The board of SeaWorld Entertainment Inc., the Florida-based aquatic amusement park, announced Thursday that CEO Jim Atchison will be stepping down from his post on 15 January.
David D'Alessandro, the current chairman of the board will serve as the interim CEO. Following his departure, Atchison will become the vice chairman of the board and will also serve as a consultant on the company's international expansion plans.
The board said in a statement that they have commenced their search for a new candidate and should be able to complete their hunt in another six to nine months.
"On behalf of the entire Board, I'd like to thank Jim for his contributions to the Company and express our ongoing support for our long-term strategy. Jim has helped the Company realize its vision of becoming a leader in the theme park industry, one of the world's foremost zoological organizations and a global leader in animal care," D'Alessandro said in a statement.
Atchison served in the role of CEO since 2009. News of Atchison's stepping down comes as SeaWorld is struggling with falling revenues and rising controversies over its treatment of Killer Whales.
Attendance has dwindled in its San Diego, Orlando and San Antonio locations by 5.6 percent from a year ago, partly after the documentary "Blackfish" suggested that several trainers may have died because of how they mistreated and kept White Orca whales in captivity.
People for the Ethical Treatment of Animals (PETA) has voiced its opinion and conducted rallies opposing Atchison's leadership.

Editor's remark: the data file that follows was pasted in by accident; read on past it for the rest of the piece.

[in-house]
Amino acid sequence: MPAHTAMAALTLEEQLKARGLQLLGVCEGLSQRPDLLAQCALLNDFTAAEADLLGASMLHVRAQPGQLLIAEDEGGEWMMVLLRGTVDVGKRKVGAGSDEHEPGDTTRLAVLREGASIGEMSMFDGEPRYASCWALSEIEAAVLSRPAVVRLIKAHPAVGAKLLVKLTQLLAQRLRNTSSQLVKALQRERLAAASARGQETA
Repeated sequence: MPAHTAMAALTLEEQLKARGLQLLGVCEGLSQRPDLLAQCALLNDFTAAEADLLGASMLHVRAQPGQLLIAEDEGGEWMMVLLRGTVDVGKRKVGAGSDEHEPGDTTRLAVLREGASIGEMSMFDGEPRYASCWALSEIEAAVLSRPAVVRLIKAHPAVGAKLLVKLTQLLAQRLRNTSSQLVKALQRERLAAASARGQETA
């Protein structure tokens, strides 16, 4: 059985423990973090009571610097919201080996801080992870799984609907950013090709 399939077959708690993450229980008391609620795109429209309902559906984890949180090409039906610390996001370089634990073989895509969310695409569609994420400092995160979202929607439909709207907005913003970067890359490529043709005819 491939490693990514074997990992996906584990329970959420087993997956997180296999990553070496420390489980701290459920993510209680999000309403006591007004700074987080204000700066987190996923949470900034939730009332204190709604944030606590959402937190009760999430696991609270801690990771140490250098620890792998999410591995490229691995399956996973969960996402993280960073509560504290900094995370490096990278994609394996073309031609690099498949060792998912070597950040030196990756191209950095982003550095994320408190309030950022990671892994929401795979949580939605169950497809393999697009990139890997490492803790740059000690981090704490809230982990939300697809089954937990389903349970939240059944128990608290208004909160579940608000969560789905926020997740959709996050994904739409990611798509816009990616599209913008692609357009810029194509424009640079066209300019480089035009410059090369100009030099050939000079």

"Jim Atchison's watch has meant lawsuits, tanking stock, canceled performances by musical acts, falling ticket sales, and continued deprivation and isolation for orcas at SeaWorld," Delcianna Winders, Deputy General Counsel for PETA told UT San Diego.
"Public opinion has turned solidly against SeaWorld, and the park can't turn back time. The only way to move is forward by finding someone who can take the park in an innovative new direction, one that PETA hopes will see animals released to coastal sanctuaries and new exhibits," Winders added.
Competition from other theme parks like Orlando's Harry Potter Park has hit SeaWorld's finances. On Wednesday, the company's shares hit a new low sliding below $16 for the first time since April last year.
The board will reportedly take some strategic measures to shore up revenues and the top-level management shakeup is a part of those efforts. The company also announced on Thursday that it will restructure jobs across all its 11 parks.
"This effort will centralize some operations, reduce duplication of functions and increase efficiencies and accelerate execution. The restructuring will result in the loss of some positions, and the Company will offer severance benefits to those impacted," Atchison said in a statement.